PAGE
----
A totally free index of Internet resources for the K-12 Community.
Understanding Time & Gravity
We doubt even physicists really understand how time and gravity work. These sites, however, give you a glimpse into it all, appropriate for students.
Like other resources in this library, these sites advance the traditional curriculum by asking meta-questions: Who sets the time on our globe? How was the time set in history? What is global time (rather than a student’s local time)? In other words, students can go beyond the descriptive to the analytical.
This on-line essay on the history of timekeeping was conceived and written by Kent Higgins and illustrated by Darwin Miner, of the Program Information Office of the National Bureau of Standards (now NIST). Originally penned in 1975, it has been updated numerous times over the years. learn more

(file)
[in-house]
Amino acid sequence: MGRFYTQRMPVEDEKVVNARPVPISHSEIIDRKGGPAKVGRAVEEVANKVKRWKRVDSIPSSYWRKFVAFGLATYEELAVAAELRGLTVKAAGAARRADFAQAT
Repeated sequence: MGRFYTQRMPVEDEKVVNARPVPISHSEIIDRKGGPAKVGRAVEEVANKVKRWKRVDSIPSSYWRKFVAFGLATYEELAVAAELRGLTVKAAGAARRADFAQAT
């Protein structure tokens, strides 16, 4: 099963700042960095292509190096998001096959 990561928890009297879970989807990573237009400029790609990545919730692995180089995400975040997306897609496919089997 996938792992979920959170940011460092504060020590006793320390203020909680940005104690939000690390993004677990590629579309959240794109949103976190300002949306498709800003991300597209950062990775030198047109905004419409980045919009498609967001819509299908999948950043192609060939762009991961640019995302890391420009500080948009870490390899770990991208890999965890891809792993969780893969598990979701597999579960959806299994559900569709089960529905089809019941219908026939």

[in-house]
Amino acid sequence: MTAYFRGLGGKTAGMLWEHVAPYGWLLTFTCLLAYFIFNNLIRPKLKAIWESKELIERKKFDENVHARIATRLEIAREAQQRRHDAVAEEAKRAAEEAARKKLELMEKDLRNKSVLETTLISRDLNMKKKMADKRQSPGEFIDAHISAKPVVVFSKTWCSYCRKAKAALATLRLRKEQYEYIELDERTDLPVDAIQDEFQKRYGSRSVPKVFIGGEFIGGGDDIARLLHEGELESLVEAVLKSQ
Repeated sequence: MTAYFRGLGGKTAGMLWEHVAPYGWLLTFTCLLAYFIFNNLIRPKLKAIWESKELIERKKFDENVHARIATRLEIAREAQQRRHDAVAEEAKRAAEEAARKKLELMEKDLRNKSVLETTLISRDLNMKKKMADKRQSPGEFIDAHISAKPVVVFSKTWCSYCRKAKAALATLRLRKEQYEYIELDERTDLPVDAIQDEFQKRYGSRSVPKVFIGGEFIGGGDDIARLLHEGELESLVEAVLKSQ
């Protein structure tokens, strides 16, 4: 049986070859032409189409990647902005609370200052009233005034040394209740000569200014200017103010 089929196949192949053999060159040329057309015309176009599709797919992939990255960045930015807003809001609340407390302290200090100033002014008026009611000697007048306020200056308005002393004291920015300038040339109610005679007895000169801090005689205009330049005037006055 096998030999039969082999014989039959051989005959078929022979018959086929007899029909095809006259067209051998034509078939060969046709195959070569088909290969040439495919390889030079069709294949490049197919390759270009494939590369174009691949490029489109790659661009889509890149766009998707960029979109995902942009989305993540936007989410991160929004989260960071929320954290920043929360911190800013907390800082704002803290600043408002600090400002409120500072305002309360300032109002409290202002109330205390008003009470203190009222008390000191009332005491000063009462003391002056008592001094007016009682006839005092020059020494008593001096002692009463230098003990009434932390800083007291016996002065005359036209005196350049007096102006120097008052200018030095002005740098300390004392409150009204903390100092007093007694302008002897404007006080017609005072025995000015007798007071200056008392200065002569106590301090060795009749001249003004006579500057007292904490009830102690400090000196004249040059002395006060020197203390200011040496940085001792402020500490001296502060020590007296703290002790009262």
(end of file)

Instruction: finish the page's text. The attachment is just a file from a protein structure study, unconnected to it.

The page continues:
Strangely, although we feel as if we sweep through time on the knife-edge between the fixed past and the open future, that edge – the present – appears nowhere in the existing laws of physics. Albert Einstein wrote in 1955, "... the distinction between past, present and future is only a stubbornly persistent illusion." And… learn more
Thomas Kitching, a cosmologist and astrophysics lecturer, looks at questions like: Does time have a beginning? Time's arrow? Will time end? Written in non-technical language, this post gives you an idea of the questions scientists are looking at. learn more
A demonstration of gravity, featuring the "Spacetime Stretcher," built mostly out of materials from the garage and hardware store. Click on the YouTube logo to view the About section containing additional details. Would make a great classroom or science fair project. learn more